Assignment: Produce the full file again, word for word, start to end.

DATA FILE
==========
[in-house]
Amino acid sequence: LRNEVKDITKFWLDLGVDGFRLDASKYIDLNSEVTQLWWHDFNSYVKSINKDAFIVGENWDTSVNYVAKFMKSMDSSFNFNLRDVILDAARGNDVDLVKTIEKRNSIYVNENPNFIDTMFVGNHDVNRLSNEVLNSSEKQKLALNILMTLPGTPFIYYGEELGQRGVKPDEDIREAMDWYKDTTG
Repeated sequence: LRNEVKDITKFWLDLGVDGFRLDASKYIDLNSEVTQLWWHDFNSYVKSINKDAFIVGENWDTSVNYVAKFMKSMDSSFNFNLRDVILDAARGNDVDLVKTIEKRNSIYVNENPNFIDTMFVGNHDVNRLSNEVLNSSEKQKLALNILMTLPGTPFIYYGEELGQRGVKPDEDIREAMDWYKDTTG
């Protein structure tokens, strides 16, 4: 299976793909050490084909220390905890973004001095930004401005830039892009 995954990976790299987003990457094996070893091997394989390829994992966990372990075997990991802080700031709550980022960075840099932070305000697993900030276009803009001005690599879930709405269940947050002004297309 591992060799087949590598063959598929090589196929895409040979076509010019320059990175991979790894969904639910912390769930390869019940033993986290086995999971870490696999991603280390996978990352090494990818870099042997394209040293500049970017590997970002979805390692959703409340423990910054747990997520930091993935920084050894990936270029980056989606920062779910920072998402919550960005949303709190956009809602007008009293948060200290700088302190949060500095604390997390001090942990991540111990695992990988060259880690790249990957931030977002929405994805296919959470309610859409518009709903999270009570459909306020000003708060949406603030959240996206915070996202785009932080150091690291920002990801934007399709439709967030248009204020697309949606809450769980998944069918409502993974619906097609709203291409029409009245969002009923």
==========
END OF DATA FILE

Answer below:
[in-house]
Amino acid sequence: LRNEVKDITKFWLDLGVDGFRLDASKYIDLNSEVTQLWWHDFNSYVKSINKDAFIVGENWDTSVNYVAKFMKSMDSSFNFNLRDVILDAARGNDVDLVKTIEKRNSIYVNENPNFIDTMFVGNHDVNRLSNEVLNSSEKQKLALNILMTLPGTPFIYYGEELGQRGVKPDEDIREAMDWYKDTTG
Repeated sequence: LRNEVKDITKFWLDLGVDGFRLDASKYIDLNSEVTQLWWHDFNSYVKSINKDAFIVGENWDTSVNYVAKFMKSMDSSFNFNLRDVILDAARGNDVDLVKTIEKRNSIYVNENPNFIDTMFVGNHDVNRLSNEVLNSSEKQKLALNILMTLPGTPFIYYGEELGQRGVKPDEDIREAMDWYKDTTG
């Protein structure tokens, strides 16, 4: 299976793909050490084909220390905890973004001095930004401005830039892009 995954990976790299987003990457094996070893091997394989390829994992966990372990075997990991802080700031709550980022960075840099932070305000697993900030276009803009001005690599879930709405269940947050002004297309 591992060799087949590598063959598929090589196929895409040979076509010019320059990175991979790894969904639910912390769930390869019940033993986290086995999971870490696999991603280390996978990352090494990818870099042997394209040293500049970017590997970002979805390692959703409340423990910054747990997520930091993935920084050894990936270029980056989606920062779910920072998402919550960005949303709190956009809602007008009293948060200290700088302190949060500095604390997390001090942990991540111990695992990988060259880690790249990957931030977002929405994805296919959470309610859409518009709903999270009570459909306020000003708060949406603030959240996206915070996202785009932080150091690291920002990801934007399709439709967030248009204020697309949606809450769980998944069918409502993974619906097609709203291409029409009245969002009923």